The Bright Side

You know, I recently realized that for all the complaining I do about the Urza’s Block, I’ve never taken the time to write about the positive aspects of the Block. Woah, now. Don’t get me wrong. As far as I’m concerned, the bad vastly outweighs the good, as far as Urza’s goes. I still shudder…

You know, I recently realized that for all the complaining I do about the Urza’s Block, I’ve never taken the time to write about the positive aspects of the Block.

Woah, now. Don’t get me wrong. As far as I’m concerned, the bad vastly outweighs the good, as far as Urza’s goes. I still shudder at the words “Yawgmoth’s, memory, time, academy, windfall, Negator, voltaic and untap lands.” For every nice card, strategy or mechanic in the sets, there are multiple degenerate cards, strategies and mechanics. But, that doesn’t mean the Block is a wash – we need to look at what went right for Urza’s Block.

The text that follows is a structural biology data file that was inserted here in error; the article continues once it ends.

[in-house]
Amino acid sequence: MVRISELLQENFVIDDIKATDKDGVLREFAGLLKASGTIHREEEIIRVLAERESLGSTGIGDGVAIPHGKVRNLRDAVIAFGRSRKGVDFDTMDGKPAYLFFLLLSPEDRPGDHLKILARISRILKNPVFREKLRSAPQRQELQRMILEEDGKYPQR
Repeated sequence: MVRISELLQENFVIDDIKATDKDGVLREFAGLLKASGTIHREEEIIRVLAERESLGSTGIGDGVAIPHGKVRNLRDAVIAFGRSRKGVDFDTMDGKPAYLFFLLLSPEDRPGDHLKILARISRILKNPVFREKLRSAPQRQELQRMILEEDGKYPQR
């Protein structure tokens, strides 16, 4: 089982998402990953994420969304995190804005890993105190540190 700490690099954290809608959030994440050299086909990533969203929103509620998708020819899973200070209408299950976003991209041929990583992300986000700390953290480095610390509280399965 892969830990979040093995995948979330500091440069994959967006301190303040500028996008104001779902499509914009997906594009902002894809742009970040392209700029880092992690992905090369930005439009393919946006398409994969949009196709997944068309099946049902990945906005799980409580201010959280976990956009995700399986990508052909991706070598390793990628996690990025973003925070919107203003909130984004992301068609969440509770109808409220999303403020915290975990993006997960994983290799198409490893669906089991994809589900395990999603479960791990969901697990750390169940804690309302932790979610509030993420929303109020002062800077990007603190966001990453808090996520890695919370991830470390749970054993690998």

Green. Wow. Was Urza’s Block the sweetest thing to ever happen to green ever? Lots of good creatures – thanks to the echo mechanic, which was tailored for green creatures. Pouncing Jaguar is the perfect example of what’s right about the Block. Rancor was a little strong, so far as green enhancers go, but you won’t hear me complain about that. Deranged Hermit is a focal card for many decks, as well as an excellent “fatty.” Plow Under, Thorn Elemental and Rofellos showed up in Destiny to aid several popular strategies. Even though Urza introduced two huge pitfalls for creature-based decks, Masticore and Powder Keg, green had plenty to overcome these problem cards. Between the quick pressure and threat of Uktabi Orangutan, green could often smash right through removal strategies.

Cycling. An excellent mechanic. Without Fluctuator inciting problems, cycling is one of the best mechanics ever. Not overly powerful, yet very versatile and useful (especially under Classic rules), the better cycling cards are still frequently played. Miscalculation is probably the best example of a well-built cycling card – very maindeckable, situational, yet still broad.